Complications and high readmission rates are a persistent challenge following radical cystectomy for the treatment of bladder cancer. The complex, intrabdominal operation, which includes replacement of the bladder or creation of a stoma, and often includes removal of reproductive organs as well, is associated with a high rate of morbidity. Patients undergoing the procedure often have additional risk factors for venous thromboembolism (VTE), such as pre-operative chemotherapy, older age and a history of smoking, and VTE is estimated to occur in 5.5 to 8.5 percent of patients and cost more than $10,000 per event. In a comprehensive effort to reduce risk of VTE, reduce length of stay and improve other measures of quality of care, Brigham and Women’s Hospital urologists have implemented a perioperative VTE prophylaxis program and analyzed its results, reporting key quality of care improvements. In addition, in collaboration with nurses, anesthesiologists, pharmacists and other members of patients’ care teams, clinicians in the Division of Urology are exploring innovative initiatives to continue to make strides in improving patient care.
“Given the Brigham’s high volume of radical cystectomies—we perform approximately 120 procedures each year—we’re in a unique position to be able to focus on improvements, institute process changes and perform randomized clinical trials to inform evidence-based practice,” said Mark Preston, MD, MPH, a Brigham urologic surgeon. “Our strengths have attracted interest from collaborators both within and outside of the hospital and we’re actively engaged in ongoing quality improvement efforts for this operation to improve patient outcomes.”
The perioperative VTE prophylaxis program adopted at the Brigham includes both an enhanced recovery after surgery (ERAS) protocol and an extended post-discharge pharmacologic prophylaxis for at-risk postsurgical patients. The Brigham’s ERAS protocol includes a preoperative carbohydrate drink, prophylactic antibiotics, multi-modal pain control to minimize narcotic use, anesthesia goal-directed volume management; and clear liquid diet and ambulation beginning on postoperative day 1.
Implemented in 2015, the program has yielded a rich dataset that Preston and colleagues analyzed and describe in a paper recently published in European Urology Focus. Using patient and outcome data prospectively collected as part of the American College of Surgeons National Surgical Quality Improvement Program, the team found that the VTE rate was significantly lower, decreasing from 6.2 percent among the 319 patients in the pre-intervention cohort to 0.9 percent among the 109 patients in the post-intervention cohort. Length of stay was also reduced from an average of 7 days to 6 days.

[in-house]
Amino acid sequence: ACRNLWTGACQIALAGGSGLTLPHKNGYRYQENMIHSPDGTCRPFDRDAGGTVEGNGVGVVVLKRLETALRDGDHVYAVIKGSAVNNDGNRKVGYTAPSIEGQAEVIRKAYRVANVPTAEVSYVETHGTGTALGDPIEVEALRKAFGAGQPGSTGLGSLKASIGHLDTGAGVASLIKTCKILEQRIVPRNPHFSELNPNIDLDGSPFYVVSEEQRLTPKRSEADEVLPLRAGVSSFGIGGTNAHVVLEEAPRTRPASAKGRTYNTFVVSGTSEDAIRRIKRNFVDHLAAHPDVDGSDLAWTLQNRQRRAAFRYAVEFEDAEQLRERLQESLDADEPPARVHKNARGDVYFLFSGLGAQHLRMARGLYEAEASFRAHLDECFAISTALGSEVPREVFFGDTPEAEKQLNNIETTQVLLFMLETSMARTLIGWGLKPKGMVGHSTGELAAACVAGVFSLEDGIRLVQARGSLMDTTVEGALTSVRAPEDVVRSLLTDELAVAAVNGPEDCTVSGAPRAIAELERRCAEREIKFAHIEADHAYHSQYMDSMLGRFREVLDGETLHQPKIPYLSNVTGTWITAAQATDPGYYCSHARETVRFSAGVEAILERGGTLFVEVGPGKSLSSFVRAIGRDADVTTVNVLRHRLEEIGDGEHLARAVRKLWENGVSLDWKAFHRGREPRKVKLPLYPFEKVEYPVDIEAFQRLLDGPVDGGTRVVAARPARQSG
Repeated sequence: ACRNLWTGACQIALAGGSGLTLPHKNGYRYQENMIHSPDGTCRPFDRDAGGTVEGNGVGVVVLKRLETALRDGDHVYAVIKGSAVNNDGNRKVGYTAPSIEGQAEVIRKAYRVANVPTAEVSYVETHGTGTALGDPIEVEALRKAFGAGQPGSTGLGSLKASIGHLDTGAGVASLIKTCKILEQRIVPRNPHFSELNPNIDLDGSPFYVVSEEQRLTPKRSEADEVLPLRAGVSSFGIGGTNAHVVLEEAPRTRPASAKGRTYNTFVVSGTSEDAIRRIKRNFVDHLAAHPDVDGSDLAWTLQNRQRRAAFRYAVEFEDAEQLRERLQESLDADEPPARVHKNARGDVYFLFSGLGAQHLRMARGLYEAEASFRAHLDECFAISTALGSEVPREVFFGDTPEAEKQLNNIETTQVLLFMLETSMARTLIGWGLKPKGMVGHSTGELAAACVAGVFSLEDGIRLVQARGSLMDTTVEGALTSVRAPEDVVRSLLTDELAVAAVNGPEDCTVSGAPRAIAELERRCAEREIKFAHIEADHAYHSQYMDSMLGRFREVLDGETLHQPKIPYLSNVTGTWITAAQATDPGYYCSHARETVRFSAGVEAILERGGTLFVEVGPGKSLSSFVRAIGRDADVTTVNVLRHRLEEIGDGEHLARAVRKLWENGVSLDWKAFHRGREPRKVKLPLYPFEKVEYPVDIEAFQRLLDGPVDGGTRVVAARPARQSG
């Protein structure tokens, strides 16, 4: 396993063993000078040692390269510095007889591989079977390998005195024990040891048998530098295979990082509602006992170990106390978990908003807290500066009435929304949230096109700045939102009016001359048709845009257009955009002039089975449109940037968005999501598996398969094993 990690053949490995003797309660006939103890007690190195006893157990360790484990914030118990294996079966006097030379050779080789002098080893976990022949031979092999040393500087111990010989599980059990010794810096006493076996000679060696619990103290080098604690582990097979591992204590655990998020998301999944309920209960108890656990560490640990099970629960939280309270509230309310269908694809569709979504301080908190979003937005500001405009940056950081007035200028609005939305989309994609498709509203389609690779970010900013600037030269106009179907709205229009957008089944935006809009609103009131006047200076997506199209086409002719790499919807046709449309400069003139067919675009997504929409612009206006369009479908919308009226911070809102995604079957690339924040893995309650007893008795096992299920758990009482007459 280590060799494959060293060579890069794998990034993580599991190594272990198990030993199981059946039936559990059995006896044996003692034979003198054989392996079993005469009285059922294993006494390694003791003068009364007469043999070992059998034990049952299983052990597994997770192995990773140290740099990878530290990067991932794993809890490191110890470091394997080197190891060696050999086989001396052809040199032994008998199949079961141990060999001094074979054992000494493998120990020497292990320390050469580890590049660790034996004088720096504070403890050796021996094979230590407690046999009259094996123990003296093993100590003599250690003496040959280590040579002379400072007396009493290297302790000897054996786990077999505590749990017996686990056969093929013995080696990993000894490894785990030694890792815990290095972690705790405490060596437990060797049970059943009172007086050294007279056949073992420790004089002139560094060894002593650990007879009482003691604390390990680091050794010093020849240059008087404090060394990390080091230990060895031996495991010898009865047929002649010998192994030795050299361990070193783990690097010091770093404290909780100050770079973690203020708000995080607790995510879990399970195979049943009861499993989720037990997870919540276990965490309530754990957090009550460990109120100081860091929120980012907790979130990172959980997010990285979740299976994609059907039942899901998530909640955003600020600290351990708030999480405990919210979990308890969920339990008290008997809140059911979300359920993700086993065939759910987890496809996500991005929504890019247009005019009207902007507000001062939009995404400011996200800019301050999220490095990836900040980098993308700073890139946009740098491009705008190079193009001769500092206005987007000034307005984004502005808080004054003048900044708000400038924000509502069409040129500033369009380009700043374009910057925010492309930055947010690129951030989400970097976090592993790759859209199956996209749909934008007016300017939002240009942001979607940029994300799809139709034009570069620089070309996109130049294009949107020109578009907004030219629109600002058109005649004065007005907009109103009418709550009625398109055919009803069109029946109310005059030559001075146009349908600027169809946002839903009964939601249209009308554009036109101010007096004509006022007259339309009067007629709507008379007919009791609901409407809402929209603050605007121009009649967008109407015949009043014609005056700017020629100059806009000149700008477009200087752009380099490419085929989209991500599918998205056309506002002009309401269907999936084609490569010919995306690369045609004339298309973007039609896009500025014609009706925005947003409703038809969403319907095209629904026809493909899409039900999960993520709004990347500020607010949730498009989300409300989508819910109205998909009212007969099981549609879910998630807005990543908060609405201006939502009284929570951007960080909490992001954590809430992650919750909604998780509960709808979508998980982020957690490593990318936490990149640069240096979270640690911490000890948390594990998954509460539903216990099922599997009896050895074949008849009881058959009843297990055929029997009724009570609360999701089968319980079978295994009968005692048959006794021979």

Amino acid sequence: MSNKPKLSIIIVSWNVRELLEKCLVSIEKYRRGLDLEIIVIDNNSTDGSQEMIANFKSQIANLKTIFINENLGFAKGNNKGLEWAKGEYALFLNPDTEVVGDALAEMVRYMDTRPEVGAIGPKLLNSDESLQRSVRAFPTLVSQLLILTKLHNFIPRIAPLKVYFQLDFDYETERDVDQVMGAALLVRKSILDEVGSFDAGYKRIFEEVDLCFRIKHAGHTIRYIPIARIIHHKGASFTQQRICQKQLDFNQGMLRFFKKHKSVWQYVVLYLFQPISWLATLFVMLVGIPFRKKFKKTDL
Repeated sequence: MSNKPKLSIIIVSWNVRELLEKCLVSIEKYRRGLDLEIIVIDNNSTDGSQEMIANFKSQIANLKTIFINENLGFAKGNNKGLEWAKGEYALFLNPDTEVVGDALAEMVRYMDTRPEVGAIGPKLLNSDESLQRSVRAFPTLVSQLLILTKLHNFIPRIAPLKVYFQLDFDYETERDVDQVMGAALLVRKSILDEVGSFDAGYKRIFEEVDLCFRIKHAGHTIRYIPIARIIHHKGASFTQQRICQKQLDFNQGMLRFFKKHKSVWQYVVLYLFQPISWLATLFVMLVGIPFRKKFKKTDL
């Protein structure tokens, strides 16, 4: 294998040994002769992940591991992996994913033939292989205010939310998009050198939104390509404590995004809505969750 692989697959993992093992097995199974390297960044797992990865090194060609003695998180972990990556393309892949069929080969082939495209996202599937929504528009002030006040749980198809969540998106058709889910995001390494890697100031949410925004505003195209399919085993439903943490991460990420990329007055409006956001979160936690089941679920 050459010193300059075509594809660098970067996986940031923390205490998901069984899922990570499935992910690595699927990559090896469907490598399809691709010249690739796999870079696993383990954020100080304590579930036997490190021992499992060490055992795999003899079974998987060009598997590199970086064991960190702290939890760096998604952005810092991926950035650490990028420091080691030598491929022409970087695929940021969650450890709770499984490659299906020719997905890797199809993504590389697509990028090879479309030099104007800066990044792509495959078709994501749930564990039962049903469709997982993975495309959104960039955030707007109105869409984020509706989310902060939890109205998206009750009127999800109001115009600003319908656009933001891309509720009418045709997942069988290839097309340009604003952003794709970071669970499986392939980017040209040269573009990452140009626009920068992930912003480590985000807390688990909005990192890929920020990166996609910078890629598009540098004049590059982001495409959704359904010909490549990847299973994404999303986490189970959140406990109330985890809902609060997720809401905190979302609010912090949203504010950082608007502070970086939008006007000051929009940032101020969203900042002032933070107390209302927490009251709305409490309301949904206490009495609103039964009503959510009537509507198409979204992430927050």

From Prehab to Rehab
Urologist Matthew Mossanen, MD, and others in the division recognize that process improvement opportunities begin long before surgery and have launched a prehabilitation program for radical cystectomy patients.
“We’re building a program to help prepare patients before the operation,” said Mossanen. “I like to tell patients, ‘Think of a mountain that you’re about to hike. We want to train you now, before the hike begins, rather than give you instructions once you’re already on the trail.’”
The Brigham’s radical cystectomy prehabilitation program focuses on bolstering patients’ nutritional, functional, and psychological well-being before surgery. Smoking cessation is also a key focus. While trials are ongoing, preliminary data suggest that these efforts may reduce readmission rates and improve patient recovery.
More to Explore
In October, Preston and colleagues launched a randomized trial sponsored by Merck, Inc., to test whether Entereg (alvimopan), a gastrointestinal opioid-receptor blocker developed to counteract bowel-related complications, adds benefit when combined with an established ERAS protocol. The trial is expected to finish sometime in the next two years.
The division is also exploring the use of intravenous acetaminophen and the effects of its administration on length of stay. So far, the team has evaluated and published results in the Journal of Pain & Palliative Care Pharmacotherapy for its use among patients undergoing robotic-assisted laparoscopic prostatectomy, finding that patients receiving IV acetaminophen showed a 32 percent decrease in length of stay when compared with placebo. Length of stay for radical cystectomy is far longer—typically 7 to 10 days—and additional study will be needed to determine if use of IV acetaminophen can translate to similar benefits for patients undergoing this procedure.
Adam Kibel, MD, chief of the Division of Urology, sees value in collecting hard data to quantify and assess improvements.
“Our goal is to help our patients rehabilitate faster with fewer complications. The work of Dr. Preston and colleagues to implement the perioperative VTE prophylaxis program represents a huge step forward as does Dr. Mossanen’s pioneering work on prehabilitation,” said Kibel. “We’ve seen exciting results already from these changes, but we’re not stopping there. We’ll continue to foster and explore innovative ideas and find new evidence for how to improve the experiences of our patients.”